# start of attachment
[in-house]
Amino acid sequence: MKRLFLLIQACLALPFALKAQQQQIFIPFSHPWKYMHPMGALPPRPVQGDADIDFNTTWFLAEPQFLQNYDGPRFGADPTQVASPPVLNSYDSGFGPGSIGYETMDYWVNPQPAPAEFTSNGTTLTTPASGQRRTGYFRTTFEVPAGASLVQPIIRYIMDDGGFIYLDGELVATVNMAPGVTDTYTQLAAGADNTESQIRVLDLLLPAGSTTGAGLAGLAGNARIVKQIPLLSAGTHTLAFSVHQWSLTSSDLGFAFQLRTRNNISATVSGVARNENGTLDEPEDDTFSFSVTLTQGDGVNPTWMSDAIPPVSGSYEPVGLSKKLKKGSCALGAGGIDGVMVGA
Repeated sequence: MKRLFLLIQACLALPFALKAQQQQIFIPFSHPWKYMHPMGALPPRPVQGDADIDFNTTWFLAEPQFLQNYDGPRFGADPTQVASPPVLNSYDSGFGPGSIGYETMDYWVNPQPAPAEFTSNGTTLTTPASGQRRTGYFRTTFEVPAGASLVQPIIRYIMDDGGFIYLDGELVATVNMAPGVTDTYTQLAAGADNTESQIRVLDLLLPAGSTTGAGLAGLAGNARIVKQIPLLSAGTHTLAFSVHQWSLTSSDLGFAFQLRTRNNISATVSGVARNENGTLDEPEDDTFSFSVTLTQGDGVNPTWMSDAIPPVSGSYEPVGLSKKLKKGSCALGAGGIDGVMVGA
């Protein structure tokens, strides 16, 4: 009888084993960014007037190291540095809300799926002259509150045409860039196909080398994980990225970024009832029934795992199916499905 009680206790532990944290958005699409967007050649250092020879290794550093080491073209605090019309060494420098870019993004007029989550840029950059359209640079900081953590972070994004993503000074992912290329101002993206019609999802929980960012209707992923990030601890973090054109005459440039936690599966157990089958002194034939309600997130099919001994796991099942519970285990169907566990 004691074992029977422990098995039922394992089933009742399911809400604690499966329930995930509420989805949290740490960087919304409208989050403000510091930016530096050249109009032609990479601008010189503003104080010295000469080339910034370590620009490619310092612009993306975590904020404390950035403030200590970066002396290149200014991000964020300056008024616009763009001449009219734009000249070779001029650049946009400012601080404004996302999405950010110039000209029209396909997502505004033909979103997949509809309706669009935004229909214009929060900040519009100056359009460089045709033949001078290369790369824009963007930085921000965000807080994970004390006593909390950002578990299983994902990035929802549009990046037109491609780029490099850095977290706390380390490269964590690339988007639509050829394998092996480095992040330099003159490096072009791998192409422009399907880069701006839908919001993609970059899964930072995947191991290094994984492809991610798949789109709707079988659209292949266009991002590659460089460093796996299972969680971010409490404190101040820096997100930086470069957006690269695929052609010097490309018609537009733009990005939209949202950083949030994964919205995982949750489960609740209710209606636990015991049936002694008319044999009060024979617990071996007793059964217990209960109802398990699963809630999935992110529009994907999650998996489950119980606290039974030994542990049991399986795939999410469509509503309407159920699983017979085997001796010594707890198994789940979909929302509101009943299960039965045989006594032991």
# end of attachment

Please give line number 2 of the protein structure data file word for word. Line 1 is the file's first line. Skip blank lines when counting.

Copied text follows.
Amino acid sequence: MKRLFLLIQACLALPFALKAQQQQIFIPFSHPWKYMHPMGALPPRPVQGDADIDFNTTWFLAEPQFLQNYDGPRFGADPTQVASPPVLNSYDSGFGPGSIGYETMDYWVNPQPAPAEFTSNGTTLTTPASGQRRTGYFRTTFEVPAGASLVQPIIRYIMDDGGFIYLDGELVATVNMAPGVTDTYTQLAAGADNTESQIRVLDLLLPAGSTTGAGLAGLAGNARIVKQIPLLSAGTHTLAFSVHQWSLTSSDLGFAFQLRTRNNISATVSGVARNENGTLDEPEDDTFSFSVTLTQGDGVNPTWMSDAIPPVSGSYEPVGLSKKLKKGSCALGAGGIDGVMVGA